Most recently, a group from Australia published three landmark studies on the cavus foot.2 The first study attempted to determine the relationship among pes cavus, pain and foot deformity. Sixty percent of pes cavus patients complained of pain in comparison to 23 percent of patients without the deformity. Pressure-time integrals in all three areas of the foot (rearfoot, midfoot and forefoot) were higher in the pes cavus group than in normal patients. There was also a significant correlation between higher pressure-time integrals and pain.
The second study from the Australian group concerned 130 patients who all had idiopathic painful pes cavus deformity.13 About 75 percent of the patients studied had bilateral pain, including metatarsalgia, plantar heel pain, midfoot soreness and ankle pain. The study showed that the pain severity was not linked to the severity of the cavus deformity.
The Foot Health Status Questionnaire revealed that cavus feet had a substantial impact on the quality of life.14 The data further demonstrated that rearfoot and forefoot pressures were again much higher than midfoot pressures in cavus feet. Participants with pain limited to the rearfoot avoided loading that area and had higher plantar pressures in the forefoot. Those same patients had a more cautious gait pattern. The data regarding the effect of rearfoot pain is interesting since most treatment data has been focused on the symptoms of the forefoot.
This paper was also the first randomized controlled trial to investigate the effectiveness of custom orthoses for the treatment of painful pes cavus deformity. The patients received either custom molded orthoses made of 3 mm polypropylene with a Poron top cover or sham insoles of 3 mm foam. Researchers evaluated patients for both quality of life changes using the
Foot Health Status Questionnaire and for changes in plantar pressure measurements.14
The foot pain scores after three months of insole use improved by 43 percent with sham insoles and 74 percent with custom-molded orthotics. The peak pressure was 9 percent less with the sham insole and 26 percent less with the custom-molded orthoses. Overall, the custom orthoses had a greater effect on quality of life, including increasing activity and decreasing pain. One cannot overlook the value of improvement for both physical and mental health in cases of chronic pain and disability.
Although the clinical studies concerning pes cavus are limited, the information is applicable to clinical scenarios. Cavus gait is specific and often limited by the amount of compensation available at the ankle joint. The runner study revealed that the injury pattern is somewhat predictable and can help with orthotic fabrication details. The studies by the Australian group revealed that custom orthoses could relieve pain and decrease pressure time integrals. The positive information gained from this research acknowledges the value in biomechanical intervention for patients with pes cavus.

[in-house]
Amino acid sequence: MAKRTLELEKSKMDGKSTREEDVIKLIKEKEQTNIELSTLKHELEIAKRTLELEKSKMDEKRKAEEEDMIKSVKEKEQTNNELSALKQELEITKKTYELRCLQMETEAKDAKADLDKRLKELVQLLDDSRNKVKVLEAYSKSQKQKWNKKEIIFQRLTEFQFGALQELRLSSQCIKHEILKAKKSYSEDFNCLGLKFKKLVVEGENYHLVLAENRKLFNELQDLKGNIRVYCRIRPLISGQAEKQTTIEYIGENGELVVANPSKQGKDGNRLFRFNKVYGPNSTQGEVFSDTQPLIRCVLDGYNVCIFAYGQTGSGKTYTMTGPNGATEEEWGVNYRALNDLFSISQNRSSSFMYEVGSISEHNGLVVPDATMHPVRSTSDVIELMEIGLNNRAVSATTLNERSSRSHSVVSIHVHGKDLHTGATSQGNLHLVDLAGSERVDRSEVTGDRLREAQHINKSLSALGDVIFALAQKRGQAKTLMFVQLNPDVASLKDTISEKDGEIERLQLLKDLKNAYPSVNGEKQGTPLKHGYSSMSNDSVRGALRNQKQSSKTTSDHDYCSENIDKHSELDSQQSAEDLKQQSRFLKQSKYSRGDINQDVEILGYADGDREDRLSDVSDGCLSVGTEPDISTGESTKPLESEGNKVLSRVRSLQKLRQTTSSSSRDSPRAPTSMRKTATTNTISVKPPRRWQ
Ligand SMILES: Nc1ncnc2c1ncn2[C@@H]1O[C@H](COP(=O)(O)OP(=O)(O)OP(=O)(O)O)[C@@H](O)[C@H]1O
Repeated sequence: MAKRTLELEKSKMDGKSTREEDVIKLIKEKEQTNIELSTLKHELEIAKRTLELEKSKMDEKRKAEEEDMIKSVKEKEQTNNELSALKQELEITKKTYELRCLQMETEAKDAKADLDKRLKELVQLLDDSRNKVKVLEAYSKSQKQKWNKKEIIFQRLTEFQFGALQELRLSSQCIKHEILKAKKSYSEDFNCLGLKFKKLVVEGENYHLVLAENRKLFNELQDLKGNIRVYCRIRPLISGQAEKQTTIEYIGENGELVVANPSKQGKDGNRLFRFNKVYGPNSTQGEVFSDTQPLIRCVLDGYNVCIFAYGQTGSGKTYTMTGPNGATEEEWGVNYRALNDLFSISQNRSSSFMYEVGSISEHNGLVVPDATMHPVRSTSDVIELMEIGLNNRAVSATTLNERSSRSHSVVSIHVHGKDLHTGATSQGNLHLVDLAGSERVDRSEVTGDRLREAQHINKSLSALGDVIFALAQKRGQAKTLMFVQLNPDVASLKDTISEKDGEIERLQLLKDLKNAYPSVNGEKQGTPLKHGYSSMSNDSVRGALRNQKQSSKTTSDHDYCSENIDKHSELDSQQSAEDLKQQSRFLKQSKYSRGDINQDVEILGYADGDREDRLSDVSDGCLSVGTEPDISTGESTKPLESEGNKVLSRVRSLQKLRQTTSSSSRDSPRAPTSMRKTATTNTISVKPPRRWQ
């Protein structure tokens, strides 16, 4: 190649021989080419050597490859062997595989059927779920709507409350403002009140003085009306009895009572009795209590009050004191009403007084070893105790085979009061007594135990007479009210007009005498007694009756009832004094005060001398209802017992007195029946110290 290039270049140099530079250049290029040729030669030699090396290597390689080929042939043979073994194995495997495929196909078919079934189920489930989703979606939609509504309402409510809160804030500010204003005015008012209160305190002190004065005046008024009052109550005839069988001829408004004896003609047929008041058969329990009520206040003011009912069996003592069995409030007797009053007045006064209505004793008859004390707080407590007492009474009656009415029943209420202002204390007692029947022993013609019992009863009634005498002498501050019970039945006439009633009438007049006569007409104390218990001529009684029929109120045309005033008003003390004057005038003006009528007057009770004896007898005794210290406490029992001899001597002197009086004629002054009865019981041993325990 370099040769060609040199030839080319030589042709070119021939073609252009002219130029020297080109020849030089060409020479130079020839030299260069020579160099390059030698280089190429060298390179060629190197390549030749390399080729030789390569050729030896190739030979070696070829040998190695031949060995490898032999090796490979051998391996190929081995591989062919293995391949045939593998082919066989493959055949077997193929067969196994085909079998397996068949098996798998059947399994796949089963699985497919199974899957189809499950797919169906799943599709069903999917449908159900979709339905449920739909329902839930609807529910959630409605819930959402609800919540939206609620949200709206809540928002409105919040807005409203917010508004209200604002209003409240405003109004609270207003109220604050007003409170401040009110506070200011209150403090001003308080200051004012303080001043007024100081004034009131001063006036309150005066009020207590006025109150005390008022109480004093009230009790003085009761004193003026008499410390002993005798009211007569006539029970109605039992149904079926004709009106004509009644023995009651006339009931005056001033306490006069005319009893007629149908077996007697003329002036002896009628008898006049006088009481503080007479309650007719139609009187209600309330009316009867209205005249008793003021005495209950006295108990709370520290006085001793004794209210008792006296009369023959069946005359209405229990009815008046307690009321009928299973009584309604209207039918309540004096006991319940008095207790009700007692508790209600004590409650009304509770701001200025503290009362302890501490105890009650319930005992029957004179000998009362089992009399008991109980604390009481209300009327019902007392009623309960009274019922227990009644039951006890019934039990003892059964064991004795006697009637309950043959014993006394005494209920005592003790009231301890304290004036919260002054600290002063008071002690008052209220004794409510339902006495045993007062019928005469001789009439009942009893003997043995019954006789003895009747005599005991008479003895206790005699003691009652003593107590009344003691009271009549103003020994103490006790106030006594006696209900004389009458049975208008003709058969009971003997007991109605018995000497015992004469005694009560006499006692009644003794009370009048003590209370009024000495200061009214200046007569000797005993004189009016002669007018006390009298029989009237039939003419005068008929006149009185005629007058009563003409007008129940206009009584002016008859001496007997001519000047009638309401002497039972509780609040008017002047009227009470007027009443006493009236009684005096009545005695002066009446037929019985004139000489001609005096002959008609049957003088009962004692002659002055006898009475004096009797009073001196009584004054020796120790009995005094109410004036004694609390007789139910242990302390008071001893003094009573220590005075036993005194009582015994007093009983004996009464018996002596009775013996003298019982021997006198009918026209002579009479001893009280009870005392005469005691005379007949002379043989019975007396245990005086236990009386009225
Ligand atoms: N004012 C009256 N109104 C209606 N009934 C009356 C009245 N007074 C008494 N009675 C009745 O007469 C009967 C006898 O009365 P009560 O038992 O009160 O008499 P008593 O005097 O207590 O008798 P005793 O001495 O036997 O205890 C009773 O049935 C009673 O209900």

Essential Prescription Insights For Optimal Orthotic Solutions
The typical complaints associated with pes cavus are pain, shoe fit issues and lateral ankle sprains. By focusing on the pathomechanics of these issues and applying the evidence in the literature, we can compile a list of prescription components for the ideal custom orthoses.
Overload on the metatarsal heads. The overload on the metatarsal heads is due to limited contact area of the plantar surface of the foot because of the high arch. There is also a domino effect from a weak anterior tibialis muscle, tight gastrocsoleus complex, overactive extensors for ground clearance and extensor substitution or clawtoe contractures resulting in metatarsalgia.
Increasing plantar surface contact with an orthosis ensures that more of the foot is bearing weight in the arch and the metatarsal heads are bearing less weight for less time. One can accomplish this via a minimal fill cast correction and a semi-rigid or rigid device.
Adding a metatarsal bar or a metatarsal pad will shift ground reactive forces more proximally away from the metatarsal heads. Leaving the anterior edge of the orthosis full thickness (instead of beveled) produces a rocker-type effect, which shortens the amount of time the metatarsal heads bear weight. A forefoot extension of soft, durable material attenuates the pressure peaks under the metatarsal heads.
Laterally deviated subtalar joint axis. Lateral ankle instability and a laterally deviated subtalar joint axis (STJ) are frequently associated with high arched feet.16 The STJ axis lays more laterally and exits the foot at a different angle than the average STJ axis.
The result of this axis deviation leaves the pes cavus foot with more inversion as well as more plantar surface medial to the STJ axis. This leads to more ground reactive force area available for supinatory moments across the STJ axis. As a result, the peroneus brevis has a shorter and less efficient moment arm to fight supination, leading to lateral ankle sprains. The muscle imbalance inherent in the cavus foot leads to a plantarflexed first ray, subsequent rearfoot inversion and lateral ankle sprains by leaving the foot in an inverted position.
Leaving the lateral side of the rearfoot post unbeveled increases the surface area and effectiveness of the post by providing a more stable platform to resist inversion of the device. Adding a reverse Morton’s extension or a slight valgus forefoot extension creates a pronatory moment that counteracts the excessive supinatory moment. This makes the cavus foot more stable.